For a medical professional like me, immersed in the field of electrophysiology, it’s all about staying connected. Making sure the heart’s electrical system keeps the heart pumping regularly, in a steady pattern and at the right rate for the work it’s doing, requires both a view of how the heart is beating now and an outlook to what may happen in the future.
Typically, an adult’s resting heart beats between 60 and 100 times per minute. A heart rate that’s too fast, too slow or irregular can make a life-or-death difference.
Yet millions of Americans with heart rhythm problems are leading full and satisfying lives, thanks to a variety of cardiac implanted devices—even in the midst of a global pandemic. That’s because today’s cardiac devices are supported by advanced remote monitors.
These remote cardiac device monitors have been a game changer during the COVID-19 pandemic, redefining how patients with devices interact with their care providers. By recording timely device and physiologic data—and sending that data securely over the Internet to a patient’s healthcare team—countless patients have been able to stay out of the ER, avoid in-person clinic visits and reduce exposure to the novel coronavirus.
The ability to monitor cardiac devices remotely has given peace of mind to patients in an already stressful time. And it’s helped care providers free up more hospital beds, while also reducing the need for costly, and sometimes scarce, protective equipment.
Adopting Innovations in Microelectronics and Data Transmission Technology
Pacemakers, defibrillators and other implantable cardiac devices manage, monitor—and even disrupt—a range of cardiac conditions, including bradycardia (a slow heartbeat), atrial fibrillation (an irregular heartbeat) and sudden cardiac arrest to progressive heart failure.
These remarkable cardiac devices—along with their remote monitoring systems—have evolved rapidly, incorporating technology advances in microelectronic circuitry, data transmission and user experience design.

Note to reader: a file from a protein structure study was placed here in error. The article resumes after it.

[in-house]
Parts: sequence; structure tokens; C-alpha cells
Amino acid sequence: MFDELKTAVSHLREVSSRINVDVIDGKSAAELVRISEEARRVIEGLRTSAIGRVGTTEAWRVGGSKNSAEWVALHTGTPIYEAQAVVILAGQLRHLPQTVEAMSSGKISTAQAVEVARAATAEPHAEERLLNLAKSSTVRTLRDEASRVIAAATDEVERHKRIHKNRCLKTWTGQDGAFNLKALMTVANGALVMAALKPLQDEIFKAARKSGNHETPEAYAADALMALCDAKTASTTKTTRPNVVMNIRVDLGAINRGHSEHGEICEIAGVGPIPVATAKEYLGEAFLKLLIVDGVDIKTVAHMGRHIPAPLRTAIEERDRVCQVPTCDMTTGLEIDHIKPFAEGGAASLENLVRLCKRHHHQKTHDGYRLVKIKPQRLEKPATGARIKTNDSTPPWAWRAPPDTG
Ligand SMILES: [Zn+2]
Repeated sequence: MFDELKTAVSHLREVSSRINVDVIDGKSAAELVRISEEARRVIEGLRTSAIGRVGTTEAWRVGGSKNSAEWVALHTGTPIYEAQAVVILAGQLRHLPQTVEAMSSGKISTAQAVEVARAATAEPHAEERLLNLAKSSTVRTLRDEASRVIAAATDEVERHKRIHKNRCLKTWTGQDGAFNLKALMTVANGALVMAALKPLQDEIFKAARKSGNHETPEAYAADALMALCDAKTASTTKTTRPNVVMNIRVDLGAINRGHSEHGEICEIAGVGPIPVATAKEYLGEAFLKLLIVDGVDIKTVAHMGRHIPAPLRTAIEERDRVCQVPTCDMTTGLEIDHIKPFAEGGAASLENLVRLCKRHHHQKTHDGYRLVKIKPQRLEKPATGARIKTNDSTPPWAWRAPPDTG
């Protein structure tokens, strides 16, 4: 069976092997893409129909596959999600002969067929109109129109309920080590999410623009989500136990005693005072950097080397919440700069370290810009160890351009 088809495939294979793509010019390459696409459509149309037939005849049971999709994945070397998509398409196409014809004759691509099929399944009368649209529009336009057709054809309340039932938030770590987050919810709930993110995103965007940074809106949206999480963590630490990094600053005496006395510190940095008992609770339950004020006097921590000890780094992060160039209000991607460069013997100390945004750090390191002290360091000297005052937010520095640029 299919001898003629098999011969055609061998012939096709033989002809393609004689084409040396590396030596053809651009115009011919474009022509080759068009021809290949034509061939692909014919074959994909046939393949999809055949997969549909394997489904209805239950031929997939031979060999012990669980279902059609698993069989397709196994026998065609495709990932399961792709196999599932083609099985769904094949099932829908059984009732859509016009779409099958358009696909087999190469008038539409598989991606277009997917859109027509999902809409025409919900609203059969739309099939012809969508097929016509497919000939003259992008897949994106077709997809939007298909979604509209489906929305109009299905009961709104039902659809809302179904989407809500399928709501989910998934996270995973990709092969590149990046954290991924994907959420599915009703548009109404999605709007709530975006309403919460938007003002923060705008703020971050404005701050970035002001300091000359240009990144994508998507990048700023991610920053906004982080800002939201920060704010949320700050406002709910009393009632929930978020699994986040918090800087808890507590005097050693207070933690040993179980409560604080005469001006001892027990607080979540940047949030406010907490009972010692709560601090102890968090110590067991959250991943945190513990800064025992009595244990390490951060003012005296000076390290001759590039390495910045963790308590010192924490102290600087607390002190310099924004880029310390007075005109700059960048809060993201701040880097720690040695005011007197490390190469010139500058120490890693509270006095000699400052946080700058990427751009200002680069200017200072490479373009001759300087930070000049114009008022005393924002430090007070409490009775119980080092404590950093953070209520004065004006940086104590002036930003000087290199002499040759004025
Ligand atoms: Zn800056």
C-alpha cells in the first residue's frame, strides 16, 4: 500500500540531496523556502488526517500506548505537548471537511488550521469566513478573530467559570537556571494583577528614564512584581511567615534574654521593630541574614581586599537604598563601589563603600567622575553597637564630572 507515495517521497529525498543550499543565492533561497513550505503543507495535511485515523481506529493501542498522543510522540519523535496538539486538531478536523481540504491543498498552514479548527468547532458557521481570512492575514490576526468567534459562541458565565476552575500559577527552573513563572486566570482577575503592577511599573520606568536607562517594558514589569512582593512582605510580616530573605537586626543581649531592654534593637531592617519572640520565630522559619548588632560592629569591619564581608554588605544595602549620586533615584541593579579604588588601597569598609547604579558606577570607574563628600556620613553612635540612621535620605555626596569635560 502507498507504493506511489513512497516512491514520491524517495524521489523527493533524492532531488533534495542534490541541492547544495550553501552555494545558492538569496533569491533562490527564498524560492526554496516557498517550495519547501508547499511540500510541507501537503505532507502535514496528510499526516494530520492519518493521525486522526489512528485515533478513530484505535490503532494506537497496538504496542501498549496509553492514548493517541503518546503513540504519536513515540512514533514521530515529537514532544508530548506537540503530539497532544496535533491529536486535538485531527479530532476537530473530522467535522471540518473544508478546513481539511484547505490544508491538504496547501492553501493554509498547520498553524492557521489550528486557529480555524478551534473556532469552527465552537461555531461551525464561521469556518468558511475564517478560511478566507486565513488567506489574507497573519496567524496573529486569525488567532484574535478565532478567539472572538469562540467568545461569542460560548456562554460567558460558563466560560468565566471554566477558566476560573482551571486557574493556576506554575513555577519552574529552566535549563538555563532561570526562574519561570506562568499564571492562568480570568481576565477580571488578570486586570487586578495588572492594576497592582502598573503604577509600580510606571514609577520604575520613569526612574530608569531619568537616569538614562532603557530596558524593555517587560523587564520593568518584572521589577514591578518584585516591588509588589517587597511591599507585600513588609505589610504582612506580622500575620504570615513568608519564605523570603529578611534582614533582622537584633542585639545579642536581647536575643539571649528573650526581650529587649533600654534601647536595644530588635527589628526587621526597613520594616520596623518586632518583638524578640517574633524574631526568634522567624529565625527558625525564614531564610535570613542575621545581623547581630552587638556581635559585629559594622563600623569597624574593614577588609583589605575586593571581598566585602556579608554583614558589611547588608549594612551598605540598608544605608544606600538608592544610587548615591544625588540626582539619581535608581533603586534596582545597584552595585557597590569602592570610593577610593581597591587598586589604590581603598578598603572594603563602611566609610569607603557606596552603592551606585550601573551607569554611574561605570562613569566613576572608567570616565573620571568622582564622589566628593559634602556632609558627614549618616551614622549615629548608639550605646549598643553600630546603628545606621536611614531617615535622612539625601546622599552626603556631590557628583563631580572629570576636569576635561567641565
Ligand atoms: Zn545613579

While early devices required office visits and cumbersome programming for any interaction, by the late 1990s, medical device engineers were harnessing developments in system architecture, software design and human factors to develop a secure back-end system for protected health information and clinician-facing websites—as well as stand-alone hardware systems for patients’ homes.
And by 2002, the introduction of the first Internet-based patient management system forever changed the way heart device patients were managed and monitored. By providing physicians with detailed information on their patients’ cardiac function, these wireless and Internet-based remote monitoring systems eliminated the need for frequent office visits.
The promising changes in cardiac devices made their way to diagnostics as well. For many years, the only “portable” diagnostic option for patients with heart rhythm irregularities was to wear a Holter monitor.
Essentially a portable electrocardiogram, the Holter monitor allowed doctors to continuously measure and record patients’ heart activity outside the office—but it required patients to be externally wired to the monitor, with patches that attached on the skin’s surface.
While Holter monitors and their cousins (event monitors and mobile telemetry) are still an option, the advances in cardiac electronic devices were applied to the diagnostics in the form of the insertable cardiac monitor (ICM): A small device that samples the heartbeat under the skin. Continuous improvements over the years made ICMs smarter, lighter and more connected.